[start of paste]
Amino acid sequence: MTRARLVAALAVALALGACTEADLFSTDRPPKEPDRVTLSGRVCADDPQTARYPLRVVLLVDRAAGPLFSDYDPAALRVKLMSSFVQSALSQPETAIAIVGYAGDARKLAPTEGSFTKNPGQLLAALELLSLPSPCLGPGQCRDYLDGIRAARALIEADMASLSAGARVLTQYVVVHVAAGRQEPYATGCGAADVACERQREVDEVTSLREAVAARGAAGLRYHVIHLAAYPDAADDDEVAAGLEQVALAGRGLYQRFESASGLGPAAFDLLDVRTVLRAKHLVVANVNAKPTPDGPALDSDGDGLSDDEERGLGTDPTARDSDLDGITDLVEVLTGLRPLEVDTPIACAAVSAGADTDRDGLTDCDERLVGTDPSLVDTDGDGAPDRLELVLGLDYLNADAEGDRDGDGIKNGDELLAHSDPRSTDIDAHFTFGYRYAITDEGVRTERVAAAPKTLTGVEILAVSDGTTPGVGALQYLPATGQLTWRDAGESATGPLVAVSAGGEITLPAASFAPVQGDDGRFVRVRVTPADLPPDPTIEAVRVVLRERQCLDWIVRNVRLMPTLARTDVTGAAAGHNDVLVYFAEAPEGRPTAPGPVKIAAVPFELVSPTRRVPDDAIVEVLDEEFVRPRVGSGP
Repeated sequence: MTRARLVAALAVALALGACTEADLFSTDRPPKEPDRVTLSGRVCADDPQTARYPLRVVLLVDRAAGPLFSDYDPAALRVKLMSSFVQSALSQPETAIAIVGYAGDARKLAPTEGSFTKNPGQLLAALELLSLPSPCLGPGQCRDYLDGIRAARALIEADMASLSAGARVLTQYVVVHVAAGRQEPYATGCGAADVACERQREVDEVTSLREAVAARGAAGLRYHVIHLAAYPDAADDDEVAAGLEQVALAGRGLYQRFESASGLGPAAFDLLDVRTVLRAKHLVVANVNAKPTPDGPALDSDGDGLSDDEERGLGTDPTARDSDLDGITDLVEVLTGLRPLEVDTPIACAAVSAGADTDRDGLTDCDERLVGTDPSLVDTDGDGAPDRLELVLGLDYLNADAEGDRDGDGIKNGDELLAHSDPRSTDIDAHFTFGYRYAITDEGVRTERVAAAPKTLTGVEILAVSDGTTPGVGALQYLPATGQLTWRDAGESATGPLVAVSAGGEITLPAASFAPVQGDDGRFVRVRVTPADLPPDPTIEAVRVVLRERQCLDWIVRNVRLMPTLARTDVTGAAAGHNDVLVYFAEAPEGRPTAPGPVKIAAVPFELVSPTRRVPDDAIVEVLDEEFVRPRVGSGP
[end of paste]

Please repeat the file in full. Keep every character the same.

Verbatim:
Amino acid sequence: MTRARLVAALAVALALGACTEADLFSTDRPPKEPDRVTLSGRVCADDPQTARYPLRVVLLVDRAAGPLFSDYDPAALRVKLMSSFVQSALSQPETAIAIVGYAGDARKLAPTEGSFTKNPGQLLAALELLSLPSPCLGPGQCRDYLDGIRAARALIEADMASLSAGARVLTQYVVVHVAAGRQEPYATGCGAADVACERQREVDEVTSLREAVAARGAAGLRYHVIHLAAYPDAADDDEVAAGLEQVALAGRGLYQRFESASGLGPAAFDLLDVRTVLRAKHLVVANVNAKPTPDGPALDSDGDGLSDDEERGLGTDPTARDSDLDGITDLVEVLTGLRPLEVDTPIACAAVSAGADTDRDGLTDCDERLVGTDPSLVDTDGDGAPDRLELVLGLDYLNADAEGDRDGDGIKNGDELLAHSDPRSTDIDAHFTFGYRYAITDEGVRTERVAAAPKTLTGVEILAVSDGTTPGVGALQYLPATGQLTWRDAGESATGPLVAVSAGGEITLPAASFAPVQGDDGRFVRVRVTPADLPPDPTIEAVRVVLRERQCLDWIVRNVRLMPTLARTDVTGAAAGHNDVLVYFAEAPEGRPTAPGPVKIAAVPFELVSPTRRVPDDAIVEVLDEEFVRPRVGSGP
Repeated sequence: MTRARLVAALAVALALGACTEADLFSTDRPPKEPDRVTLSGRVCADDPQTARYPLRVVLLVDRAAGPLFSDYDPAALRVKLMSSFVQSALSQPETAIAIVGYAGDARKLAPTEGSFTKNPGQLLAALELLSLPSPCLGPGQCRDYLDGIRAARALIEADMASLSAGARVLTQYVVVHVAAGRQEPYATGCGAADVACERQREVDEVTSLREAVAARGAAGLRYHVIHLAAYPDAADDDEVAAGLEQVALAGRGLYQRFESASGLGPAAFDLLDVRTVLRAKHLVVANVNAKPTPDGPALDSDGDGLSDDEERGLGTDPTARDSDLDGITDLVEVLTGLRPLEVDTPIACAAVSAGADTDRDGLTDCDERLVGTDPSLVDTDGDGAPDRLELVLGLDYLNADAEGDRDGDGIKNGDELLAHSDPRSTDIDAHFTFGYRYAITDEGVRTERVAAAPKTLTGVEILAVSDGTTPGVGALQYLPATGQLTWRDAGESATGPLVAVSAGGEITLPAASFAPVQGDDGRFVRVRVTPADLPPDPTIEAVRVVLRERQCLDWIVRNVRLMPTLARTDVTGAAAGHNDVLVYFAEAPEGRPTAPGPVKIAAVPFELVSPTRRVPDDAIVEVLDEEFVRPRVGSGP